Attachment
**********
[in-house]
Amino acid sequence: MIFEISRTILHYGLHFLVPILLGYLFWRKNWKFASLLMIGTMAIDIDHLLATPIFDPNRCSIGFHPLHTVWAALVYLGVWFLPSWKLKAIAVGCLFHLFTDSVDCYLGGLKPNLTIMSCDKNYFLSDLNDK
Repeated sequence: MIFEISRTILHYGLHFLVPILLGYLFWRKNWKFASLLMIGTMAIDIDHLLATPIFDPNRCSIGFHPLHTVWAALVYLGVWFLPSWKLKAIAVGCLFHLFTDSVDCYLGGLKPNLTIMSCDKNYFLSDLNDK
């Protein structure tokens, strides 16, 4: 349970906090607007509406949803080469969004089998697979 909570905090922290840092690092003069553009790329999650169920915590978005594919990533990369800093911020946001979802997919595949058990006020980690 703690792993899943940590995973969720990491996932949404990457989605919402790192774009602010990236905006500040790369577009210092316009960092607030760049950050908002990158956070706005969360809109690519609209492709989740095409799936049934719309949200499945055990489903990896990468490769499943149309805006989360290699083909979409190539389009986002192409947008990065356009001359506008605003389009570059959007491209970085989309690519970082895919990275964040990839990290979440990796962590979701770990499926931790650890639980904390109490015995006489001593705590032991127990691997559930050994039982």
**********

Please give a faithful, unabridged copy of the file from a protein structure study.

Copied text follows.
[in-house]
Amino acid sequence: MIFEISRTILHYGLHFLVPILLGYLFWRKNWKFASLLMIGTMAIDIDHLLATPIFDPNRCSIGFHPLHTVWAALVYLGVWFLPSWKLKAIAVGCLFHLFTDSVDCYLGGLKPNLTIMSCDKNYFLSDLNDK
Repeated sequence: MIFEISRTILHYGLHFLVPILLGYLFWRKNWKFASLLMIGTMAIDIDHLLATPIFDPNRCSIGFHPLHTVWAALVYLGVWFLPSWKLKAIAVGCLFHLFTDSVDCYLGGLKPNLTIMSCDKNYFLSDLNDK
């Protein structure tokens, strides 16, 4: 349970906090607007509406949803080469969004089998697979 909570905090922290840092690092003069553009790329999650169920915590978005594919990533990369800093911020946001979802997919595949058990006020980690 703690792993899943940590995973969720990491996932949404990457989605919402790192774009602010990236905006500040790369577009210092316009960092607030760049950050908002990158956070706005969360809109690519609209492709989740095409799936049934719309949200499945055990489903990896990468490769499943149309805006989360290699083909979409190539389009986002192409947008990065356009001359506008605003389009570059959007491209970085989309690519970082895919990275964040990839990290979440990796962590979701770990499926931790650890639980904390109490015995006489001593705590032991127990691997559930050994039982």